“Reducing emissions will not be cheap or easy, but the greatest obstacles are political.”

Dr. Robert Stavins Presenter at "Evening with Dr. Rob Stavins" at Seattle University, 2016

Policies for zoning laws or taxes can for many of us at first blush like a distant, dry, even boring topic. But policies have very real impacts on all of us, every day. Consider your own neighborhood: the height of the buildings, the presence of green space, the accessibility and affordability of healthy food or public transportation. Or, in rural communities, consider the agriculture and irrigation employed and access to clean water. 

Policies connect to justice. Low-income, minority communities are more likely to be negatively impacted by ecological degradation and pollution than communities with political or economic power. We must research and understand the policies put in place by those in power which continue to disadvantage society’s most vulnerable. As informed and active participants in local and nationwide politics, we can use whatever privilege or voice we possess to elect officials and vote on policies that will better the state of the environment and all members of society.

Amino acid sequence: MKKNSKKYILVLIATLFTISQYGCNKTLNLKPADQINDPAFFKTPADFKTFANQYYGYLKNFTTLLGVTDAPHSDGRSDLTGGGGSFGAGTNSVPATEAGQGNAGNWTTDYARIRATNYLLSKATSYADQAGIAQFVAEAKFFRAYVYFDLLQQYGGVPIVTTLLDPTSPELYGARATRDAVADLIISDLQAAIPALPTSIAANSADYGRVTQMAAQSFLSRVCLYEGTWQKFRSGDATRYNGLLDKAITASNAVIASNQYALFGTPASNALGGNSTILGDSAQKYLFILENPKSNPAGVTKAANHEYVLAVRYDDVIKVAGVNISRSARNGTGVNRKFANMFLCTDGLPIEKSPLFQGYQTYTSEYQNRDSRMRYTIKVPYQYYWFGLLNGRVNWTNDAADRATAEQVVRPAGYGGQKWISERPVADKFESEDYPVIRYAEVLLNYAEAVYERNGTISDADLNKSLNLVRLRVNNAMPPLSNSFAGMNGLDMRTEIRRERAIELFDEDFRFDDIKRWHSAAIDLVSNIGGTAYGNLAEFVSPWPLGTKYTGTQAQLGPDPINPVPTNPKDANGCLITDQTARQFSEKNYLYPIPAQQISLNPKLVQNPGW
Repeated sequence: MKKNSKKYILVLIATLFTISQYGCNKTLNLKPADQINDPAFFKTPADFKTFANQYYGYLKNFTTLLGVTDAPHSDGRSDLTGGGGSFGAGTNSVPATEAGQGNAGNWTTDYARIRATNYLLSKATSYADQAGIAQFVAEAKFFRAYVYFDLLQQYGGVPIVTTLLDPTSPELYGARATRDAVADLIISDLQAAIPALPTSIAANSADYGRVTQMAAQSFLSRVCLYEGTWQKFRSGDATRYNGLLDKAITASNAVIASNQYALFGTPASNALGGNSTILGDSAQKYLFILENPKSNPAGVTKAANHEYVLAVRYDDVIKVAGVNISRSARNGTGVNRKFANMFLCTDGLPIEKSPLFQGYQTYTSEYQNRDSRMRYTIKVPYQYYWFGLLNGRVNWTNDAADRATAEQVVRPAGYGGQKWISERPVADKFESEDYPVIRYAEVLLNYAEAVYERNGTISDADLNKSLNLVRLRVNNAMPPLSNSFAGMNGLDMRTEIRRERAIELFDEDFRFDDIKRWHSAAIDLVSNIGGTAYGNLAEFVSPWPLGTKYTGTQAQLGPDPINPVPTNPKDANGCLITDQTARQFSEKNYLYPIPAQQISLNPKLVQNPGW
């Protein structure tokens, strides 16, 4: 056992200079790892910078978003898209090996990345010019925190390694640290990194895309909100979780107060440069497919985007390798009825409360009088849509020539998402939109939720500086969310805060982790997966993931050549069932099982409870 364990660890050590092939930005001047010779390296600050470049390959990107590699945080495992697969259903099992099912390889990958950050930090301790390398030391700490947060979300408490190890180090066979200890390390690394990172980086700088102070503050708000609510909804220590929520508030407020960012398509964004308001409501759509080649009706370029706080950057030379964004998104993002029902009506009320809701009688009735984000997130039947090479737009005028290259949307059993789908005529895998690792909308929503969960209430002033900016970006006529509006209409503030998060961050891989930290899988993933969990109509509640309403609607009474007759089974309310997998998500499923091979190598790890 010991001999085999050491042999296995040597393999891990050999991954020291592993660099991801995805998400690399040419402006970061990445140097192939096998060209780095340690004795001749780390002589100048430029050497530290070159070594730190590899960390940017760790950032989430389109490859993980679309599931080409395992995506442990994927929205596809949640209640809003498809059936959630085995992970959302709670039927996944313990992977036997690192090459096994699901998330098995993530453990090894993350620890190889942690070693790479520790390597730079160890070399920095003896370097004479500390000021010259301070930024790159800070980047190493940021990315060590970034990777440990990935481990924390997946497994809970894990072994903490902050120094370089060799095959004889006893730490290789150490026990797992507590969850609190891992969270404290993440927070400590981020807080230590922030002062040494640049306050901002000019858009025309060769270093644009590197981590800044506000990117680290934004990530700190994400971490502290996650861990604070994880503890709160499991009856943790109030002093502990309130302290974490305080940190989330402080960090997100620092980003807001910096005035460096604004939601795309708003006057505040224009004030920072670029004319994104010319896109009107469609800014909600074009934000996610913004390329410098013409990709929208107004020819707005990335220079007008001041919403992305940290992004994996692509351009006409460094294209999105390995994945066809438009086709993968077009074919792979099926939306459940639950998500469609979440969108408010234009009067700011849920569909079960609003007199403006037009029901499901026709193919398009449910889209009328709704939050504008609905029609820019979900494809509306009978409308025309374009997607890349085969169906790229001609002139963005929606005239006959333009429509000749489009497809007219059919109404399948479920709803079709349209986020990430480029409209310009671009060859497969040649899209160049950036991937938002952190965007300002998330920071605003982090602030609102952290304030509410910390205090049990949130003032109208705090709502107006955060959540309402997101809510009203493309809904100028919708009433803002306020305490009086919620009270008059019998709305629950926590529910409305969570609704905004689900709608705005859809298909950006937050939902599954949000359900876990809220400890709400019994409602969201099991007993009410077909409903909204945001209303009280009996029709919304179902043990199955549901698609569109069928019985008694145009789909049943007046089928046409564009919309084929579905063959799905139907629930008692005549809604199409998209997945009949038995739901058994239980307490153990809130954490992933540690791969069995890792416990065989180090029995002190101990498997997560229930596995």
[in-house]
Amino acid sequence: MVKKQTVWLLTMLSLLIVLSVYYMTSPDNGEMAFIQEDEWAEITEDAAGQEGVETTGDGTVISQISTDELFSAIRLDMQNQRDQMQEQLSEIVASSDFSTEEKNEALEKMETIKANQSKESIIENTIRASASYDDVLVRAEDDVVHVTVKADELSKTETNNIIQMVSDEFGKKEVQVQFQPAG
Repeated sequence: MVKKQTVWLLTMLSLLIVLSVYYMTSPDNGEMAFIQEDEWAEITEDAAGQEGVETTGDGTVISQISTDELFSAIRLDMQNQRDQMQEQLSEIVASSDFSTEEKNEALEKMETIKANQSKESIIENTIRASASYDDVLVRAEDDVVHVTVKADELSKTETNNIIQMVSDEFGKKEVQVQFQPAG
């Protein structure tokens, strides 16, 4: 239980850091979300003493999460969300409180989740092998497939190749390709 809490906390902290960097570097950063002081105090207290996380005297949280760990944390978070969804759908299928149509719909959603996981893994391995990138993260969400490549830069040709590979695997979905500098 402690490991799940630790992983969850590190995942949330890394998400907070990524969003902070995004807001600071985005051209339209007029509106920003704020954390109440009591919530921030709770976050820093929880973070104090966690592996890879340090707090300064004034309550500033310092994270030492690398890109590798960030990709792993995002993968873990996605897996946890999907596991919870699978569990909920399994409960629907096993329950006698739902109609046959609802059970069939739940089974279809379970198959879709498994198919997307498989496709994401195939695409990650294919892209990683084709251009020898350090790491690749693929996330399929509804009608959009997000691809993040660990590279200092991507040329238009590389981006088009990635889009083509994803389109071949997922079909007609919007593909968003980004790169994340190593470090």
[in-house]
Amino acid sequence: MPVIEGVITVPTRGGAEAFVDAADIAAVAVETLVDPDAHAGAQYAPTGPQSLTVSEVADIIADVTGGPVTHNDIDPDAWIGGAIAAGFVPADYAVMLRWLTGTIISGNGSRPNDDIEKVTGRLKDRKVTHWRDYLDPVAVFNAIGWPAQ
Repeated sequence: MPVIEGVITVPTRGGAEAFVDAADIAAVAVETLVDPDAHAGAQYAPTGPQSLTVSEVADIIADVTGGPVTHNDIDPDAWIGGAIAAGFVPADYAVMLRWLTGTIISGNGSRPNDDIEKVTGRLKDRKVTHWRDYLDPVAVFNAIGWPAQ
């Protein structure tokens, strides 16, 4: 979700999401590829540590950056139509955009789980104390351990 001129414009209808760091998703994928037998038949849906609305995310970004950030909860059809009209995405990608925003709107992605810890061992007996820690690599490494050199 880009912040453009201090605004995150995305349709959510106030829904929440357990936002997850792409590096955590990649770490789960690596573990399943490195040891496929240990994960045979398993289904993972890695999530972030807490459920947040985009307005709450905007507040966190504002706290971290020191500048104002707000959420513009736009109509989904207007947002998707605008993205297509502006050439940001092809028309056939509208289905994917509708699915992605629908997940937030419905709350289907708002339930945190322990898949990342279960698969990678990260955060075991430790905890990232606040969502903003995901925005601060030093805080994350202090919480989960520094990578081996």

Research Highlights:

Local Organizations1:

  • Center for Environmental Law and Policy brings its water law expertise to help citizen groups and tribes throughout Washington protect their rivers, streams and aquifers.   
  • Climate Solutions works to accelerate practical and profitable solutions to global warming by galvanizing leadership, growing investment and bridging divides
  • Earth Ministry is committed to engaging the Christian community in environmental stewardship and environmental advocacy.
  • The Lands Council preserves and revitalizes Inland Northwest forests, water, and wildlife through advocacy, education, effective action, and community engagement.
  • Washington Environmental Council leads a state-wide effort of leading groups pushing for improved protections for the health of people, land, air and water of Washington.


The resources listed were compiled by CEJS as examples of local organizations working on environmental programs and sustainability initiatives. Seattle University is not affiliated with these organizations and expressly disclaims all responsibility for any content provided and all liability that may arise out of participation in any organization programs or activities.